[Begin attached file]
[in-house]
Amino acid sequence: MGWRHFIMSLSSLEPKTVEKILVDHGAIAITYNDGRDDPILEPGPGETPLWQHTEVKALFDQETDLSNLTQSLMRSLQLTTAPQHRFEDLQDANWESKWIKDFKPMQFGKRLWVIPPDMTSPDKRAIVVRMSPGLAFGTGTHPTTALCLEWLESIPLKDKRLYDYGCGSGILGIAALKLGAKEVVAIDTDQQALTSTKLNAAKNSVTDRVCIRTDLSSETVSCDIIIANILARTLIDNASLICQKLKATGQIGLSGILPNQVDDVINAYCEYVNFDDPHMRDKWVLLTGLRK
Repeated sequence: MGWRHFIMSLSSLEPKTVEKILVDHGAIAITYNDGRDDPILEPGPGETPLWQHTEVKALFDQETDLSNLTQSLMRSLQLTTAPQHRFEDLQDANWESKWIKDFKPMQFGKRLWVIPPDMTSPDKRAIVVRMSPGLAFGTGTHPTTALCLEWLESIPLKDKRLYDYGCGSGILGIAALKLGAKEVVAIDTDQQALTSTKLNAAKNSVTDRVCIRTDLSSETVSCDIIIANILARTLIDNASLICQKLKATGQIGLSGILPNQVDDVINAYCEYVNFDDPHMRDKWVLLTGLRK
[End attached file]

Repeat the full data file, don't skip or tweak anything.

[in-house]
Amino acid sequence: MGWRHFIMSLSSLEPKTVEKILVDHGAIAITYNDGRDDPILEPGPGETPLWQHTEVKALFDQETDLSNLTQSLMRSLQLTTAPQHRFEDLQDANWESKWIKDFKPMQFGKRLWVIPPDMTSPDKRAIVVRMSPGLAFGTGTHPTTALCLEWLESIPLKDKRLYDYGCGSGILGIAALKLGAKEVVAIDTDQQALTSTKLNAAKNSVTDRVCIRTDLSSETVSCDIIIANILARTLIDNASLICQKLKATGQIGLSGILPNQVDDVINAYCEYVNFDDPHMRDKWVLLTGLRK
Repeated sequence: MGWRHFIMSLSSLEPKTVEKILVDHGAIAITYNDGRDDPILEPGPGETPLWQHTEVKALFDQETDLSNLTQSLMRSLQLTTAPQHRFEDLQDANWESKWIKDFKPMQFGKRLWVIPPDMTSPDKRAIVVRMSPGLAFGTGTHPTTALCLEWLESIPLKDKRLYDYGCGSGILGIAALKLGAKEVVAIDTDQQALTSTKLNAAKNSVTDRVCIRTDLSSETVSCDIIIANILARTLIDNASLICQKLKATGQIGLSGILPNQVDDVINAYCEYVNFDDPHMRDKWVLLTGLRK